In addition, several transcription factors were identified as targets of KSHV miRNAs, among which, ZFN684 [19], BACH1 [17,40], HIVEP2 and Fos [17] have been validated. Transcription factors were among the most enriched family of proteins in PAR-CLIP analyses of both KSHV and EBV infected cells [20]. KSHV infection of lymphatic endothelial cells (LECs) causes transcriptional reprogramming and induces the expression of markers specific for blood vessel endothelial cells (BECs) [66]. Down-regulation of the LEC-specific transcription repressor, MAF, by KSHV miRNAs- miR-K12-6 and miR-K12-11, was shown to induce the expression of several BEC-specific markers like CXCR4, thereby contributing to transcriptional reprogramming [67].

9. Overlap of targets from KSHV and EBV high-throughput miRNA studies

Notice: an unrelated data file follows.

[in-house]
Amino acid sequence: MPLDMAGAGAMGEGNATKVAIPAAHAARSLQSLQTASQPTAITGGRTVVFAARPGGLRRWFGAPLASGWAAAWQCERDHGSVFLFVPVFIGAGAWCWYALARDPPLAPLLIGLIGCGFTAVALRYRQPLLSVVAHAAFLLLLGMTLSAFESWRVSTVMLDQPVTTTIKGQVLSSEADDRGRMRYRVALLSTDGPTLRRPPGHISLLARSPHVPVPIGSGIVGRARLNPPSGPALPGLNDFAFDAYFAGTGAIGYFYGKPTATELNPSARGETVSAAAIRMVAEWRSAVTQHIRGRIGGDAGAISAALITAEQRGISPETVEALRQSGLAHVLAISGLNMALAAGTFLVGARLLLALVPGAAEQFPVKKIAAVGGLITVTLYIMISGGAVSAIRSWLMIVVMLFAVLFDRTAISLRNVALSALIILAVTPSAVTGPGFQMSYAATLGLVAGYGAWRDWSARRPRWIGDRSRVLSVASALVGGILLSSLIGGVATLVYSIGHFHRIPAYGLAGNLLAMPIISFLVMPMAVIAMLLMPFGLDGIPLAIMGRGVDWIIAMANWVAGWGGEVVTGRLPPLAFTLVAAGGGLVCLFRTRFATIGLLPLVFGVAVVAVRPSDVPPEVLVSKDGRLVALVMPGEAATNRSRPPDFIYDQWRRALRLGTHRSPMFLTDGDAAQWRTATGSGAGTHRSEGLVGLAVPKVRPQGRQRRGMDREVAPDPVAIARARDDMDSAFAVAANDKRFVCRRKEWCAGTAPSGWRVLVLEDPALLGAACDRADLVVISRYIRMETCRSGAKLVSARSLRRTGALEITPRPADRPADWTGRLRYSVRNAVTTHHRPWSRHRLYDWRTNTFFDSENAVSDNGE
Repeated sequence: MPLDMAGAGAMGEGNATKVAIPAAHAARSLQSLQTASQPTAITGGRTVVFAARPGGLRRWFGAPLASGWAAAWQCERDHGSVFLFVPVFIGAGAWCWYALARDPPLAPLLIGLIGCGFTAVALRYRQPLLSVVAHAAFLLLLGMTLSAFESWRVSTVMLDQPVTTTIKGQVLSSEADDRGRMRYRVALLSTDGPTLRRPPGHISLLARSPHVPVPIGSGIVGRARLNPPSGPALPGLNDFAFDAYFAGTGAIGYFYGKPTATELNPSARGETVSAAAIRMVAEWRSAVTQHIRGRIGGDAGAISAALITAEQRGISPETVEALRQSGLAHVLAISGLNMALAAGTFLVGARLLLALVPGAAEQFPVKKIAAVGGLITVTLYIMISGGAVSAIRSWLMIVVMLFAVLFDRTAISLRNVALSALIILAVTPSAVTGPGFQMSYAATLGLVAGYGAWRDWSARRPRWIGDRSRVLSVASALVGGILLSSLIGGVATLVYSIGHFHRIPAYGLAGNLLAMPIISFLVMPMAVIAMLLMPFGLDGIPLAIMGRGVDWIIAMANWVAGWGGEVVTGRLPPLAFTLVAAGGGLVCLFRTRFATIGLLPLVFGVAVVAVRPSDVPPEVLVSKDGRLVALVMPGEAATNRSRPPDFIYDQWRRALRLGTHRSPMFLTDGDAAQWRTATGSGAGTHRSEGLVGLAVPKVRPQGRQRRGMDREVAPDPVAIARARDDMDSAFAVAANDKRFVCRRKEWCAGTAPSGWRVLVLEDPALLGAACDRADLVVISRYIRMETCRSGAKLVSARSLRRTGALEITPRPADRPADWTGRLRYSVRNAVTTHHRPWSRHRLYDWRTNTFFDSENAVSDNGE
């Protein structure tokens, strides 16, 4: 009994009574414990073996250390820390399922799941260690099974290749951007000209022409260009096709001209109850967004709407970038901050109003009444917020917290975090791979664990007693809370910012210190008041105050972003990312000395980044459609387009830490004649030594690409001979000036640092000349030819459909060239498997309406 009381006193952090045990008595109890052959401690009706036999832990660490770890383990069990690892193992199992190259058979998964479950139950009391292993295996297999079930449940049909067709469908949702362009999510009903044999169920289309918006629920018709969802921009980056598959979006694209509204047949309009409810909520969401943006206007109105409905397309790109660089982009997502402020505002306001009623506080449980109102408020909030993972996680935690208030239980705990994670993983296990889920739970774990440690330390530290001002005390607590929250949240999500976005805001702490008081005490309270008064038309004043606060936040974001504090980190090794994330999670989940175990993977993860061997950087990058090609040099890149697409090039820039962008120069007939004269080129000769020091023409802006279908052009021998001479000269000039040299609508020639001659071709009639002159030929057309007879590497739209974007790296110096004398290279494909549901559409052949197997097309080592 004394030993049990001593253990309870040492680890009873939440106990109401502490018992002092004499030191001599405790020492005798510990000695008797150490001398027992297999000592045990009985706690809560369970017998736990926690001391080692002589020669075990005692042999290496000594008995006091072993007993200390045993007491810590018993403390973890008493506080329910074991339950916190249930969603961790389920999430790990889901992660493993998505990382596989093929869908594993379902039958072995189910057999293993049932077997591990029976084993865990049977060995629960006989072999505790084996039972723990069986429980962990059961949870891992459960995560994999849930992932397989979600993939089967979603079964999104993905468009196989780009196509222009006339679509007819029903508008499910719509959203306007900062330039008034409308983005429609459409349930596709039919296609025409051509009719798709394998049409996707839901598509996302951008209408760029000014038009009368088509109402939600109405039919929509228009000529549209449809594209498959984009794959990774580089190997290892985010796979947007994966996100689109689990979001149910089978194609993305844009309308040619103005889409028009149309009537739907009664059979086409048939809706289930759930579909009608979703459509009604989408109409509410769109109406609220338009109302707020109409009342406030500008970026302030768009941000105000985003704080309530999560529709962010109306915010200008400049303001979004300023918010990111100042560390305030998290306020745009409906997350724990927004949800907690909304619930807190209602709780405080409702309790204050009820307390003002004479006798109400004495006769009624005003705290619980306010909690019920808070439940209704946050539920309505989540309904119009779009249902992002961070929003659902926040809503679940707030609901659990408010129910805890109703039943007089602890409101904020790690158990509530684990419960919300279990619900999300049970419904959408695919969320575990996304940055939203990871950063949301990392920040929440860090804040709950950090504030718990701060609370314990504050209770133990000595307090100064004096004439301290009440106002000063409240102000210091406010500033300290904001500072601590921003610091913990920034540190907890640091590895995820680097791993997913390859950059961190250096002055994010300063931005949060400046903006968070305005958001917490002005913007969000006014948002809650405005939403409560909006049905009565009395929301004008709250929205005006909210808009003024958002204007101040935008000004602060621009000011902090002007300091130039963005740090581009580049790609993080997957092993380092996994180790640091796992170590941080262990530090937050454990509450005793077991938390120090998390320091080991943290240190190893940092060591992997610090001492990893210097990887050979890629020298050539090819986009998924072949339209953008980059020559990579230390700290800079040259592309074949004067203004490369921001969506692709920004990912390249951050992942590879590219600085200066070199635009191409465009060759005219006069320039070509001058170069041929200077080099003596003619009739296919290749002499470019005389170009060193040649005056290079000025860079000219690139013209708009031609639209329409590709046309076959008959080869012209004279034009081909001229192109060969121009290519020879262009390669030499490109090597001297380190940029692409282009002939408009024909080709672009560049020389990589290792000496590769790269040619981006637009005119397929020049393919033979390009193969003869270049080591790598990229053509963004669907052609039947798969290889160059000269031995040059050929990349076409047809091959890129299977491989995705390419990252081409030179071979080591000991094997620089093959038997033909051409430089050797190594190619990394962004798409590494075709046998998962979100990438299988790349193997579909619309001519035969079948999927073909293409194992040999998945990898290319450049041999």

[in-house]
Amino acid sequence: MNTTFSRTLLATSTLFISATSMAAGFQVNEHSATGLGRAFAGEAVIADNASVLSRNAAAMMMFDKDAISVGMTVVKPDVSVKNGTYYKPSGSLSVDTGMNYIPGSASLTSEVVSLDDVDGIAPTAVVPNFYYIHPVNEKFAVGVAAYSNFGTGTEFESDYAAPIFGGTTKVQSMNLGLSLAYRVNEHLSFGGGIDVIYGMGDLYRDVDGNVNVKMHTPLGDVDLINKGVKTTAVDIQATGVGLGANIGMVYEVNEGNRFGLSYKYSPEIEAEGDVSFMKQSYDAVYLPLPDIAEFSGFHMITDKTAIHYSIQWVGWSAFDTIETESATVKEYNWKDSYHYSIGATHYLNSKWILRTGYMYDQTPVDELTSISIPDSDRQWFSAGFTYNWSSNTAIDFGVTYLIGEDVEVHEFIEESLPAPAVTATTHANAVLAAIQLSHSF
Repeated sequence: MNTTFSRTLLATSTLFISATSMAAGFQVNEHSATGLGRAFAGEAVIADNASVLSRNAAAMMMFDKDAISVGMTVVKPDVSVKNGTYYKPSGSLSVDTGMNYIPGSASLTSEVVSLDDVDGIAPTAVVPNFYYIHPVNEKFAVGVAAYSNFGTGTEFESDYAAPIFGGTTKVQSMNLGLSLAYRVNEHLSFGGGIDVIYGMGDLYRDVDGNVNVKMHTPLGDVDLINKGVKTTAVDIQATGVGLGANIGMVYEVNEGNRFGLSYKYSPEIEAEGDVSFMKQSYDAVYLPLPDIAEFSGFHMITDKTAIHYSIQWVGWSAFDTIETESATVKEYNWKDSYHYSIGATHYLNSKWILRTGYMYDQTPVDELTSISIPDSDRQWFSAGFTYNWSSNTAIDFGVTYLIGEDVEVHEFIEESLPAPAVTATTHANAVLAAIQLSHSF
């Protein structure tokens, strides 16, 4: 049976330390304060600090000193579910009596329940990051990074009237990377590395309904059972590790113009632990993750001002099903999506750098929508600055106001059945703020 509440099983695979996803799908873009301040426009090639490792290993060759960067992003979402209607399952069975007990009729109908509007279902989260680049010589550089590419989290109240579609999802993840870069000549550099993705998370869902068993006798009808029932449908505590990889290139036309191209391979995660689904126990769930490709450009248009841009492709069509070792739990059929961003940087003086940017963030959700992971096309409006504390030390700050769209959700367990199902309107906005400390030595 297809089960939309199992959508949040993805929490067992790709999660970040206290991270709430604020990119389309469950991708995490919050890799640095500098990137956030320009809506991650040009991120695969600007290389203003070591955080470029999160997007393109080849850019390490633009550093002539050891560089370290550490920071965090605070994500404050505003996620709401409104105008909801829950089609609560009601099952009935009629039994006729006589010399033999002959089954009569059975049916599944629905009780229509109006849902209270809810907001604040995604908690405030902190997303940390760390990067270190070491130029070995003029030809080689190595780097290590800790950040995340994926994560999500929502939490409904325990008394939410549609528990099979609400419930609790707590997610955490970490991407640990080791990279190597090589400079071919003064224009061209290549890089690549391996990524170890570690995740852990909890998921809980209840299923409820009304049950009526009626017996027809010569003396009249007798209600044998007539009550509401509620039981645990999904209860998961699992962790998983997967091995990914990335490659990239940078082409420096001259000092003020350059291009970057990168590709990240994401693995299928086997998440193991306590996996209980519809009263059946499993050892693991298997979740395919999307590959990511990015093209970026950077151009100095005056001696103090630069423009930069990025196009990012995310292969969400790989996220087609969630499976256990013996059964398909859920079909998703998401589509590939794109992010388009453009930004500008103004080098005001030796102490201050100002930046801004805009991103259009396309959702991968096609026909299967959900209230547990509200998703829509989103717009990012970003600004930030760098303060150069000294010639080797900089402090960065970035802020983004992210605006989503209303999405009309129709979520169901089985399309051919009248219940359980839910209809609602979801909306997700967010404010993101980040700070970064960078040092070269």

More recently miRNA targets have been predicted using more sensitive approaches of high-throughput sequencing of RISC-associated mRNAs in KSHV and/or EBV infected cell lines [20,68,69]. These methods yield short mRNA sequences that are associated with RISC and through searching these sequences for seed-matching sequences, an association between a specific mRNA and miRNA can be predicted. All of these reports have shown the ability to use this technology to identify validated miRNA targets using 3’UTR luciferase assays and Western blot assays. Here we elucidate the similarities among the genes predicted to be targets from these studies. However, we share the limitations of this analysis. First, the definition of a predicted target differs across the various reports. Second, the completeness of predicted targets made publicly available differed between the reports. Third, the mRNAs predicted to be viral targets are dependent on the sequencing reads possessing a perfect seed-matching site. This raises the possibility that certain mRNA targets being targeted by viral miRNAs using non-canonical seed-matching are not included in the list of predicted hits. Additionally, if a human miRNA having the same seed-match site as a viral miRNA targets an mRNA, then the mRNA would be erroneously labeled as a target of both miRNAs. This analysis does not distinguish miRNA sequences beyond the seed region. Finally, long 3’UTRs, certain secondary structures, and base composition may influence transient, but non-biologically relevant cross-linking events resulting in a predicted miRNA target site. Nevertheless, it is a worthwhile exercise to investigate the similarities and differences of the predicted targets using an additional filter for finding viral miRNA targets, to reveal similar viral-host interactions, and to possibly identify differences in the virus-host interactions between KSHV and EBV. While the specific target sites are unlikely to be conserved between these viruses, recent data suggests a significant overlap of miRNA targets of these viruses. The specific genes targeted and the classes of targets may improve our understanding of viral oncogenesis and immune evasion.